Joint Disorder Specialist Summerville SC

Unfortunately, despite decades of research, we still don’t know what causes TMJD. But strong evidence suggests excessive use of the jaw muscles (grinding or clenching the teeth and jaws, known as bruxis), trauma tothe joint from an accident, and, of course, stress all play a role.

William M Edwards
(843) 572-4840
2860 Tricom St
North Charleston, SC
Specialty
Internal Medicine, Rheumatology

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Gary Eliot Fink, MD
(843) 572-4840
2860 Tricom St
North Charleston, SC
Specialties
Internal Medicine, Rheumatology
Gender
Male
Education
Medical School: Jefferson Med Coll-Thos Jefferson Univ, Philadelphia Pa 19107
Graduation Year: 1981

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Gregory W Niemer
(843) 572-4840
2860 Tricom St
North Charleston, SC
Specialty
Rheumatology

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Dr.Gregory Neimer
2860 Tricom St # A
Charleston, SC
Gender
M
Speciality
Rheumatologist
General Information
Hospital: Trident Medical
Accepting New Patients: Yes
RateMD Rating
4.4, out of 5 based on 7, reviews.

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William Milnes Edwards, MD
(843) 797-1000
2860 Tricom St
North Charleston, SC
Specialties
Internal Medicine, Rheumatology
Gender
Male
Education
Medical School: Med Univ Of Sc Coll Of Med, Charleston Sc 29425
Graduation Year: 1970

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Gary E Fink
(843) 572-4840
2860 Tricom St
North Charleston, SC
Specialty
Rheumatology

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William Burtis Sheldon, MD
(843) 797-1008
9279 Medical Dr
Charleston, SC
Specialties
Internal Medicine, Rheumatology
Gender
Male
Education
Medical School: Univ Of Va Sch Of Med, Charlottesville Va 22908
Graduation Year: 1974

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Clarence W Legerton
(843) 572-4840
2860 Tricom St
North Charleston, SC
Specialty
Rheumatology

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Patricia Sue Gerber, MD
(843) 971-0139
9165 University Blvd
Charleston, SC
Specialties
Allergy & Immunology, Rheumatology
Gender
Female
Education
Medical School: Univ Of Wi Med Sch, Madison Wi 53706
Graduation Year: 1976

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Dr.Clarence Legerton
(843) 572-4840
2860 Tricom St # A
Charleston, SC
Gender
M
Speciality
Rheumatologist
General Information
Accepting New Patients: Yes
RateMD Rating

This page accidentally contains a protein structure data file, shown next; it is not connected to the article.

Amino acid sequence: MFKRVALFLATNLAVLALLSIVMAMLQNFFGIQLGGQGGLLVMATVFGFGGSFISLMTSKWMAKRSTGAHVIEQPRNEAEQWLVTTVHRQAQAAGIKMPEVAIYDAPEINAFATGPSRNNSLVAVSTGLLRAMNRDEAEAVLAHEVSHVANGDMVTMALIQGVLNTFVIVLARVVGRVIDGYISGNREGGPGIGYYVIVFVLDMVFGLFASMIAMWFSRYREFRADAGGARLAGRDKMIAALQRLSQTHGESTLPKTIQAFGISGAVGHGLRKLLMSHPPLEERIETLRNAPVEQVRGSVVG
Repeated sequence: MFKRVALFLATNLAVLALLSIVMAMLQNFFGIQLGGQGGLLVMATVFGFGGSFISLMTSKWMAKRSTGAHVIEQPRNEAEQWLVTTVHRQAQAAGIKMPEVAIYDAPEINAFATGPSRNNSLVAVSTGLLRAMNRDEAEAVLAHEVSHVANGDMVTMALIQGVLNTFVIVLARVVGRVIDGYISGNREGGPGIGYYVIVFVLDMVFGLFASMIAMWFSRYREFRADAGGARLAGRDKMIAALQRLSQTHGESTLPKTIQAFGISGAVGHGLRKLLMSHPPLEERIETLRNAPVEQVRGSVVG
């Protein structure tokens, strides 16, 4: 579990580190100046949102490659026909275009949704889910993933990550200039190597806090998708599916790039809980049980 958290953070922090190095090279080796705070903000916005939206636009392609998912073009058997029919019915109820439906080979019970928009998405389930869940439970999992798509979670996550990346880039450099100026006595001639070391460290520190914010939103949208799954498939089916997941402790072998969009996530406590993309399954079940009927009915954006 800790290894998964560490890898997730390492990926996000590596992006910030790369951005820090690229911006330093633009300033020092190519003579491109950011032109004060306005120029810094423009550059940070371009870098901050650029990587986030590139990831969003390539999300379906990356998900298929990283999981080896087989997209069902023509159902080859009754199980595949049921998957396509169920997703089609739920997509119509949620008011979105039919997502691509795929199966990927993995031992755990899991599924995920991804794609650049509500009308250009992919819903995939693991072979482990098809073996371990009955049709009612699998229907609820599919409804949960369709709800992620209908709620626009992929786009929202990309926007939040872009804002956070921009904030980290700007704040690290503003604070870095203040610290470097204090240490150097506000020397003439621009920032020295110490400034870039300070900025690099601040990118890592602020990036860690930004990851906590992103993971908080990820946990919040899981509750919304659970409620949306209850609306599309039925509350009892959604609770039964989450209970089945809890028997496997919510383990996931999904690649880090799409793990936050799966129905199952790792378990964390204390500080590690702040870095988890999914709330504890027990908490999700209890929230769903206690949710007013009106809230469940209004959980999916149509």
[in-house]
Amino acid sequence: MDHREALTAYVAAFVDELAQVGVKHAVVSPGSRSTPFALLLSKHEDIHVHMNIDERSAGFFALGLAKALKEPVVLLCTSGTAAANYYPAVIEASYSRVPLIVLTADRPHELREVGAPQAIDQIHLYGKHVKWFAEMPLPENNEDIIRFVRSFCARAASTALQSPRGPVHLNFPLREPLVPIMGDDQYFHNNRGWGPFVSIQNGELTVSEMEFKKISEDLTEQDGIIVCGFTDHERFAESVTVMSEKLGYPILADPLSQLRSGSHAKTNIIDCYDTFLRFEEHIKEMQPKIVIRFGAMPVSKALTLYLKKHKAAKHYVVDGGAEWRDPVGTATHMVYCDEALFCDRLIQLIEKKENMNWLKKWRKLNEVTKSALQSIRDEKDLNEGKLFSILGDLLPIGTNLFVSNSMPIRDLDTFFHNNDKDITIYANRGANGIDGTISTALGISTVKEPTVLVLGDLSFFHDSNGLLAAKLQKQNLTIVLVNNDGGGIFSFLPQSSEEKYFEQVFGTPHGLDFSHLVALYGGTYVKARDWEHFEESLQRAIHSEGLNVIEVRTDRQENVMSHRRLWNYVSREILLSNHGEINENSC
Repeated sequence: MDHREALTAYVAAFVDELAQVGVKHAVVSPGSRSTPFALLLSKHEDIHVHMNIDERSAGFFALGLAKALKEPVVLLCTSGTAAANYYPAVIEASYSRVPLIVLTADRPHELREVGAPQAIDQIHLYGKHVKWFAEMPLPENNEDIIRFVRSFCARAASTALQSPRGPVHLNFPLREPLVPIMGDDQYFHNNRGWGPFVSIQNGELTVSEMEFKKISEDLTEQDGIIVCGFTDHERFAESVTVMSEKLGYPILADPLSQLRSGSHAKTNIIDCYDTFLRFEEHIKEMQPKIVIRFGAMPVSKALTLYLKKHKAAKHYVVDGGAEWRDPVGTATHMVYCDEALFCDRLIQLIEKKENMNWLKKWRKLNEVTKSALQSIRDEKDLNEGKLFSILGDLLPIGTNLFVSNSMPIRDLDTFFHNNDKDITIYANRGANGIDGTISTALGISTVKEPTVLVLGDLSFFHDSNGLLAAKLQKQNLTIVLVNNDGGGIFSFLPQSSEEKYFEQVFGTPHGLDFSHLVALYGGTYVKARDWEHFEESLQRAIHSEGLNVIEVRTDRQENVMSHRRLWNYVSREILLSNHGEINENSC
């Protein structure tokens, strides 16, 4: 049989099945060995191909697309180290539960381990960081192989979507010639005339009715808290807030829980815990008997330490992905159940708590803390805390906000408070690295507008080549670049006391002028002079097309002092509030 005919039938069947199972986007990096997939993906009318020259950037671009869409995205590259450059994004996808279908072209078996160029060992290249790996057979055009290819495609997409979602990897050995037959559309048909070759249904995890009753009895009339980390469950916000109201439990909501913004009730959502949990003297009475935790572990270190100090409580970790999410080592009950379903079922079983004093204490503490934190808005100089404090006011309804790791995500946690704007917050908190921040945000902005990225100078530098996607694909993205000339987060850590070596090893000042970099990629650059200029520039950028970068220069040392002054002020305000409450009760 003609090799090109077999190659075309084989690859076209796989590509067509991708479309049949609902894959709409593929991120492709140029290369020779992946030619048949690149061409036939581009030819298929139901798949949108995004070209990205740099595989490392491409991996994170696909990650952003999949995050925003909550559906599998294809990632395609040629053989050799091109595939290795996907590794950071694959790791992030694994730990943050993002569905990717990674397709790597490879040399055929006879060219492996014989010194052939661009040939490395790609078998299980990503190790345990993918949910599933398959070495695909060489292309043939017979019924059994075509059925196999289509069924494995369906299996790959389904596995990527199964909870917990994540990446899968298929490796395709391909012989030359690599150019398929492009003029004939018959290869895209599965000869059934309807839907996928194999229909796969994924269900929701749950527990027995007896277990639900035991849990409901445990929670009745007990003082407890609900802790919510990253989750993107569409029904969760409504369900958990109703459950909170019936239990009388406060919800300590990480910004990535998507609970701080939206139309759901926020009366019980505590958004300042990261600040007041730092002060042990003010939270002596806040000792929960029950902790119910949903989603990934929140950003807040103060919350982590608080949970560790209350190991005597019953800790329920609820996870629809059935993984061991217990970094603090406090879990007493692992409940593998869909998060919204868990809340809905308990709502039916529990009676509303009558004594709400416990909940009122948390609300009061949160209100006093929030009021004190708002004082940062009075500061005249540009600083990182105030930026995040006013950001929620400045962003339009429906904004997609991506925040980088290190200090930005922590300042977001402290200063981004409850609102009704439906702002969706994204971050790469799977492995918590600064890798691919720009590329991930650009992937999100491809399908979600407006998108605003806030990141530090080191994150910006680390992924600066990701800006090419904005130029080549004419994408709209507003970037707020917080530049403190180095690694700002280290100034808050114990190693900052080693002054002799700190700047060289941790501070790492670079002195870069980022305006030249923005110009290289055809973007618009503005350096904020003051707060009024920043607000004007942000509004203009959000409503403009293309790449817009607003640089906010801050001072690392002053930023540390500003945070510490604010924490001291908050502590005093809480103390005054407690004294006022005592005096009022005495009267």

4.6, out of 5 based on 5, reviews.

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Muscular and Joint Disorders

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By Sam Dworkin, dds, phd, professor emeritus of psychiatry, behavioral sciences and oral medicine at the University of Washington Schools of Medicine and Dentistry

Assuming your dentist has already ruled out arthritis or a traumatic injury as the cause of your TMJD, yes, natural treatments will ease the pain without surgery or heavy drugs. TMJD (temporomandibular muscle and joint disorders) refers to problems with the chewing muscles (the masseter in your cheek and temporalis by your temple) or temporomandibular joint that cause persistent pain and even jaw lock. TMJD affects women much more than men (80 percent of people seeking treatment are female)—specifically women in their reproductive years (18 to 45). While no clear reason for this disparity exists, women appear to have less effective pain control during the low estrogen part of their cycle (right before and during menstruation), and the rapid fluctuations in estrogen throughout the reproductive years also seem to increase pain. This may partially explain why TMJD pain occurs much less frequently in postmenopausal women who are not on hormone replacement therapy—HRT has been linked to higher likelihood of jaw pain.

Unfortunately, despite decades of research, we still don’t know what causes TMJD. But strong evidence suggests excessive use of the jaw muscles (grinding or clenching the teeth and jaws, known as bruxis), trauma tothe joint from an accident, and, of course, stress all play a role. Stress causes widespread changes in your body—almost all of them negative—from increased muscle tension to neurological changes and even depression. Managing stress, dealing with bottled-up emotions, and a little TLC for your TMJ will help you alleviate, and possibly eliminate, your pain.

Getting to know your pain
Cognitive behavioral therapy (CBT) is particularly effective in treating chronic pain, anxiety, and depression. CBT helps you notice your body’s reaction to stress—how stress heightens pain and other symptoms (think tension in the body and jaw). It then offers simple techniques like guided imagery and relaxation exercises to reduce not only the experience of stress but also its impact on the body—increased muscle tension, heart rate, and blood pressure, all of which exacerbate pain everywhere in the body. It’s best to work with a trained CBT therapist, but start with this simple exercise:
Counter the tension in the jaw by licking your lips slightly and then swallowing. Allow the jaw to remain in the position it naturally takes immediately after swallowing—teeth slightly apart and lips lightly touching. This natural position leaves the big chewing muscles relaxed. Practice this for three to five minutes several times a day.
Monitor your pain. A couple of times a day, take a moment to rate your pain on a scale from zero to 10, and look for patterns over time. Is your pain worse in the mornings? Do certain emotions affect it? What seems to trigger or relieve the pain?

TLC...

Author: Sam Dworkin, dds, phd

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